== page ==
When “Standing on the Promises” Leads to a Fall

When “Standing on the Promises” Leads to a Fall January 18, 2022

“Pray for my wife who’s on a ventilator,” says a family friend. “We are standing on God’s promises and believing God for a miracle. We know that God will not leave her or forsake her. No weapon formed against her shall prosper.”  What do you say, when a person asks you to pray this way? What are the problems with that kind of prayer?

Photo by Gantas Vaičiulėnas from Pexels

Red Flags

When I read this prayer request, four red flags stand out to me.

  1. In this case, “standing on the promises” suggests that God promised physical healing for everyone who believes enough. The Bible never promises physical healing for all. If this were so, then nobody would ever die. If we’re going to “stand on the promises,” this must include, “as it is appointed for mortals to die once, and after that the judgment (Hebrews 9.27 NRSV).” But nobody wants to stand on that one.
  2. “Believing God for a miracle” suggests that God promised a miracle, which God did not. Some Christians say, “I’m believing God for” this or that. Whatever they want, that’s what they’re believing God for. True, the Bible says God will give you the desires of your heart (Psalm 37.4), but this doesn’t mean you get whatever you want. It means that God will place God’s desires in your heart, so that you want what God desires. Realistically, you can only believe God for something that God actually promised.
  3. This struggling husband equates death with forsakenness. God will never leave nor forsake anyone, because God is in everyone, and God “cannot deny himself (2 Timothy 2.13 NRSV).” Of course, Jesus himself felt forsaken while dying, so this feeling is natural. But death is not a sign that God has turned his back on you. In fact, it’s just the opposite. I’m concerned for this husband who sets himself up for a faithquake if he doesn’t get what he’s praying for.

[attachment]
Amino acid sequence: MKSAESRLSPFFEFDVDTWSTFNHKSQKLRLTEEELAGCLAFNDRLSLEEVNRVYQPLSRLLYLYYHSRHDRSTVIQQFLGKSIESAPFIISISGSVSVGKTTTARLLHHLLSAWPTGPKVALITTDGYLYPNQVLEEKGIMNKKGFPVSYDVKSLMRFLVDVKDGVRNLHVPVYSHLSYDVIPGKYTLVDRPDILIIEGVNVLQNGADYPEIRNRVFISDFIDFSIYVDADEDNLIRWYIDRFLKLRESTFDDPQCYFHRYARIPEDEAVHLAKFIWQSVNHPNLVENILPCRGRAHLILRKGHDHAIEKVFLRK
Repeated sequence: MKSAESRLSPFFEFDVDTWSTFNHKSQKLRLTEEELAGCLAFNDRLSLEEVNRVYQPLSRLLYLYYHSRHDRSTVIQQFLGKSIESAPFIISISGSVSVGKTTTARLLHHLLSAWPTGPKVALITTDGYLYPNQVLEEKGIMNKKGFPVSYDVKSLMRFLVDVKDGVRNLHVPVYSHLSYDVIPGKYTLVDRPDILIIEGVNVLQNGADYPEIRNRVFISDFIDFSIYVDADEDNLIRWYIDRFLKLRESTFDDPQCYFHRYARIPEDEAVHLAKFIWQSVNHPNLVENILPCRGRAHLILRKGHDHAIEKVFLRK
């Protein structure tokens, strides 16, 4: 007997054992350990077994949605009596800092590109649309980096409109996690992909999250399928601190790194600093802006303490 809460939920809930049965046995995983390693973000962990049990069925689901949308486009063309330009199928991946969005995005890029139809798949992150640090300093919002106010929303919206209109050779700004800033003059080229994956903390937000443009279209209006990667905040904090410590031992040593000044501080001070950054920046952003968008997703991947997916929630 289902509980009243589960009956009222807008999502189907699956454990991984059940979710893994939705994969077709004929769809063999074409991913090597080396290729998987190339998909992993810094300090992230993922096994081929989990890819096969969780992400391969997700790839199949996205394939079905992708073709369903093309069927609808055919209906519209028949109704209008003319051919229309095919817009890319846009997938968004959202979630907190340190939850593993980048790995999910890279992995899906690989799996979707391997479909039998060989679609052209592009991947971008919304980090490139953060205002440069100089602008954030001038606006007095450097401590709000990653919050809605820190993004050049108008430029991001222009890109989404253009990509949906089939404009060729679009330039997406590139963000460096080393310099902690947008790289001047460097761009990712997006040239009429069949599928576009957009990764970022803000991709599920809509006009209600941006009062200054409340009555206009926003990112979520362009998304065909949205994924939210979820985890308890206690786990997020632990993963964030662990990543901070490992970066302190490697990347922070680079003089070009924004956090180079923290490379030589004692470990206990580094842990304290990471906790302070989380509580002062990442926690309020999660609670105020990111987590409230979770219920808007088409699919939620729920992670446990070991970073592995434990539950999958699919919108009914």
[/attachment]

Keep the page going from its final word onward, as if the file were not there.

4. “No weapon formed against her will prosper” suggests that death is a bad thing. Countless Christians quote scriptures like John 10.10 NRSV, where Jesus says, “The thief comes only to steal and kill and destroy. I came that they may have life and have it abundantly.” They claim death as the punishment for sin (Genesis 2.17) and point out the destruction of Death in the lake of fire at the end (Revelation 20.14). Paul even says that the last enemy to be destroyed is Death (1 Corinthians 15.26). The truth, however, is that while Jesus demonstrated victory over death at the resurrection, he simply took away its sting—not its bite. The hope of the Christian isn’t a deathless life—it’s a resurrected one. And you must go through one to get to the other.

When I read comments like these, I am concerned for the struggling husband’s faith. While I don’t discount the power of prayer, it’s obvious that not everybody who prays for healing experiences a physical recovery. So, what will happen to his faith when/if his wife dies?

 

Deconstruction and Reconstruction

Loss is a powerful stimulus for deconstruction. At the time of great loss, a person asks themselves how this happened, and whether God might have prevented it. The struggling husband’s faith is likely to fall apart whenever his wife passes, because that faith was built on the shifting sand of a genie-god who grants wishes if you rub the prayer bottle the right way. The question isn’t whether he’ll have a personal apocalypse—that’s bound to happen. The question is whether he’ll rebuild a New Jerusalem where the demolished one used to be.

Deconstruction that rebuilds with a better understanding is a good thing. Perhaps when he reconstructs, he will discover that “God shows no partiality (Romans 2.11 NRSV),” and that God “makes his sun rise on the evil and on the good, and sends rain on the righteous and on the unrighteous (Matthew 5.45 NRSV).” If he loses his faith to gain a better one, there’s a redemptive quality to his loss. Death is swallowed up in victory.

When someone asks me to pray for a person who’s gravely ill, my heart goes out to the sick person. I often pray for wholeness, not healing, because I don’t presume to know the will of God. While I do still believe in miracles, I’ve come to understand that the divine mystery is beyond our understanding or control. No amount of begging, or standing on scripture, is going to convince God to do anything. This perspective doesn’t take away the power of prayer—it recognizes prayer’s remarkable ability to change our hearts and align them with the purpose of God. So my prayers are for the one on the ventilator.  But I also pray that the one requesting prayer would have the breathing space to find God’s presence, regardless of the outcome.

 

Next up… “The Beatitudes: Continuum of Spiritual Growth”

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